"If you can get someone to create content specifically with search in mind, you can get these very powerful dynamics."
"When we think about our core mission of helping people fully to realize their influence — not just understanding it, from a score perspective, but actually having the impact they want to have — we weren't quite where wanted to be," said Joe Fernandez, Klout’s cofounder and CEO. "So we were running a bunch of experiments, and started playing with this notion of Klout experts." Intrigued with early results, Klout took the idea to Microsoft, and the companies began working together to bring "experts" to Bing. The idea is to make an end run around the search-engine optimization techniques that often allow advertisers to hijack results pages for popular, product-centered questions; Microsoft supplied the questions to Klout based on logs of queries for which Bing provided subpar results.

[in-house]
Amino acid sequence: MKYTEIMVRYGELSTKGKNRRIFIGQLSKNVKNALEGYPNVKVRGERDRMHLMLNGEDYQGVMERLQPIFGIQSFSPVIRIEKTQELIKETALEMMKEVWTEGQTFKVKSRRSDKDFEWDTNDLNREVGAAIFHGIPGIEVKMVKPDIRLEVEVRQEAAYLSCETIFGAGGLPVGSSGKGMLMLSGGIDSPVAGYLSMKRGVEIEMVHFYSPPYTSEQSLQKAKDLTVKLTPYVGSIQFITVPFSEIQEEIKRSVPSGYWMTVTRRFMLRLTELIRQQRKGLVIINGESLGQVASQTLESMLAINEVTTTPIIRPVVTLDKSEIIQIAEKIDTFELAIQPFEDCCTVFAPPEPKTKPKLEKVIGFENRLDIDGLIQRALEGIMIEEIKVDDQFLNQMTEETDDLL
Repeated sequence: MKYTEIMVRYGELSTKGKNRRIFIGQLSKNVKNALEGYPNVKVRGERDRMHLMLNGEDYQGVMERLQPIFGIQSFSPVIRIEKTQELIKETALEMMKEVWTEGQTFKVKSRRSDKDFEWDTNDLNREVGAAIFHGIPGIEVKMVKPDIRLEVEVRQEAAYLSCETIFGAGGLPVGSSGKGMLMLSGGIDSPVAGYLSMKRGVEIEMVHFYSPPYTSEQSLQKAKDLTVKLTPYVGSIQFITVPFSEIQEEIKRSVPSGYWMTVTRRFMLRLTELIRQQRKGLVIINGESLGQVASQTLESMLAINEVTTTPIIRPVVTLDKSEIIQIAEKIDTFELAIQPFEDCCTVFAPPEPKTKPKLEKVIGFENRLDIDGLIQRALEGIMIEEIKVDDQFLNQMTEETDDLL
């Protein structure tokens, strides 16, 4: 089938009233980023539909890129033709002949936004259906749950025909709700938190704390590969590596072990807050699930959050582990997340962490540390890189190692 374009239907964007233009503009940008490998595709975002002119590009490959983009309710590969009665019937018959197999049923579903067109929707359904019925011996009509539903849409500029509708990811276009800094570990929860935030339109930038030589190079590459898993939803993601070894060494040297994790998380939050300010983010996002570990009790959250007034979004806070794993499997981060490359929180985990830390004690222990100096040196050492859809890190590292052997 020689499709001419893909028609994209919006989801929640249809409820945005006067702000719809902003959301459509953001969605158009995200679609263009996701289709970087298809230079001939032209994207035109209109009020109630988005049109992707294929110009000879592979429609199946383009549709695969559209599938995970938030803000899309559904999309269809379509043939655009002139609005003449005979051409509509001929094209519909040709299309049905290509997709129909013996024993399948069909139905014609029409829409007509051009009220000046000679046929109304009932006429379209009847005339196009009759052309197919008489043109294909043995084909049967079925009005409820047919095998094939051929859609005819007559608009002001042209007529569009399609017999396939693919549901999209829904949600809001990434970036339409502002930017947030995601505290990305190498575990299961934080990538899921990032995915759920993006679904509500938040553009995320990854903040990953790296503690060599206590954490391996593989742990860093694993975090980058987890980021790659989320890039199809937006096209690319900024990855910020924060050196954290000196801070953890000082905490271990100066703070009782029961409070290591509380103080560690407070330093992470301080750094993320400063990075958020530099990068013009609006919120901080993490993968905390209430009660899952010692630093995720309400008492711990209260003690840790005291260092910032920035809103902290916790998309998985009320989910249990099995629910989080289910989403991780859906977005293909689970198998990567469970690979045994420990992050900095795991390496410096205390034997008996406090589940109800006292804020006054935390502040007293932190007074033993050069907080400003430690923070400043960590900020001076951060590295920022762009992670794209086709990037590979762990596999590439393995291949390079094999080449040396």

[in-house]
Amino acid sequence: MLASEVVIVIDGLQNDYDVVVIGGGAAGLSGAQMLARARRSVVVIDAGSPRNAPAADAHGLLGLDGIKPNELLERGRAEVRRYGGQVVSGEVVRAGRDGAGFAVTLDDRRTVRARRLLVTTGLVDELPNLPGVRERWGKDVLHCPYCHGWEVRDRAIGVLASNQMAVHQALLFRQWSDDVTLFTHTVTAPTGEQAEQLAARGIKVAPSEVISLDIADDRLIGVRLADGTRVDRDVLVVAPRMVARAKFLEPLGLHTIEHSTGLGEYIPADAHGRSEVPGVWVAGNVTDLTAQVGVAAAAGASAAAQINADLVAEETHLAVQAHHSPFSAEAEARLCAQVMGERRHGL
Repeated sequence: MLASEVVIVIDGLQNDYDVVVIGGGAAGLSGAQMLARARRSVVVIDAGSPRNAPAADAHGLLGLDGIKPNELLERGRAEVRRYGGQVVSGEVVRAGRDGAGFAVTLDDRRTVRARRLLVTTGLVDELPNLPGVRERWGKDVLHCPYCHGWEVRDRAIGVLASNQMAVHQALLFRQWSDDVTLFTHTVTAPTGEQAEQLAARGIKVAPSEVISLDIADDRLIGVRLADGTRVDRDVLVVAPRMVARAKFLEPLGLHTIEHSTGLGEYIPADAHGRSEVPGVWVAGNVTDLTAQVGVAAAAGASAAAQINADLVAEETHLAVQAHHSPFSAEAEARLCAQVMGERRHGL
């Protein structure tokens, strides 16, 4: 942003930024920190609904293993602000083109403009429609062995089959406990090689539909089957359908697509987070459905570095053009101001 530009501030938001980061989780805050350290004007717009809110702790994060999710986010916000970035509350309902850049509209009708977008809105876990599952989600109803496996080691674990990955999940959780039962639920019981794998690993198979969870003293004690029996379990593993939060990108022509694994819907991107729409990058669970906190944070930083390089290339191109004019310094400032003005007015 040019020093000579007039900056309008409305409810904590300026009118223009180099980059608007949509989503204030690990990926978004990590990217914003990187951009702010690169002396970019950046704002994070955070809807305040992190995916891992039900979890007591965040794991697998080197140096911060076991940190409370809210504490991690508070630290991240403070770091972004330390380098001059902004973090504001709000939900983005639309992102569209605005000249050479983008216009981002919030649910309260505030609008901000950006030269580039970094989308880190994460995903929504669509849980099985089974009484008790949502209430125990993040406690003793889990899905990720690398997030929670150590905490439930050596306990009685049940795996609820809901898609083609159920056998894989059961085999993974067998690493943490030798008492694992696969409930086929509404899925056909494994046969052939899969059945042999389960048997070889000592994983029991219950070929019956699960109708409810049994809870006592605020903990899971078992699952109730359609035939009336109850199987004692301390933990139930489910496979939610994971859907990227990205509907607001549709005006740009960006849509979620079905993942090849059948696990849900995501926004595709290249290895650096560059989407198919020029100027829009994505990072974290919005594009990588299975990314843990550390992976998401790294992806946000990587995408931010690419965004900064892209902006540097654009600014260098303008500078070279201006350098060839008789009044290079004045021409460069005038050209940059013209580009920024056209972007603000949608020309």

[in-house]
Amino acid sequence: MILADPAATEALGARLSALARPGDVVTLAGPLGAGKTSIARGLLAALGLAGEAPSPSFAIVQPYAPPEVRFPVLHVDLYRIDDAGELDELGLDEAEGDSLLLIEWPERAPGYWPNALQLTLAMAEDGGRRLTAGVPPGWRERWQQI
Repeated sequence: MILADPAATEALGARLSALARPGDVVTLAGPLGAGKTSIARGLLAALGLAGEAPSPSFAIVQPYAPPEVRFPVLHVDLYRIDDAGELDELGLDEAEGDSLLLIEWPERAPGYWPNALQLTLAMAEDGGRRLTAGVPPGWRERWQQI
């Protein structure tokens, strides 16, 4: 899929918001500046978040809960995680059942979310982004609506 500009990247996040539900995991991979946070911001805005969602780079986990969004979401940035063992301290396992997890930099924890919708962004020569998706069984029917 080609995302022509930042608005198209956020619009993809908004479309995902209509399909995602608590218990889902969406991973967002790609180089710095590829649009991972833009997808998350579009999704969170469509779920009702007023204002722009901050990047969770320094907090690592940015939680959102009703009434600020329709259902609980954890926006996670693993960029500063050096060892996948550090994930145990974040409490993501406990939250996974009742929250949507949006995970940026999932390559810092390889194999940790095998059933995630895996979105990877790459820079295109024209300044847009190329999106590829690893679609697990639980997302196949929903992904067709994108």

Microsoft, which has been more aggressive than its peers in integrating social networks into search results, hopes Klout users will contribute meaningful answers to difficult questions. Last year Bing introduced a "social sidebar" that attempts to pull in relevant results from Facebook friends who have posted about topics similar to the one you are searching for. It also suggests "people who may know" the answer to your question from LinkedIn, Quora, Foursquare, and Google+, among others. "What we've found is that when you take an existing corpus of social data and you add it on to search results, then you can get very delightful moments," said Lawrence Ripsher, who manages user experience at Bing. "And if you can get someone to create content specifically with search in mind, you can get these very powerful dynamics."
Microsoft believes that content is so powerful that is almost doesn't matter whether Klout's "experts" actually have any real expertise. If enough Klout users vote up an answer, it will still likely be a worthwhile addition to Bing results, Ripsher said.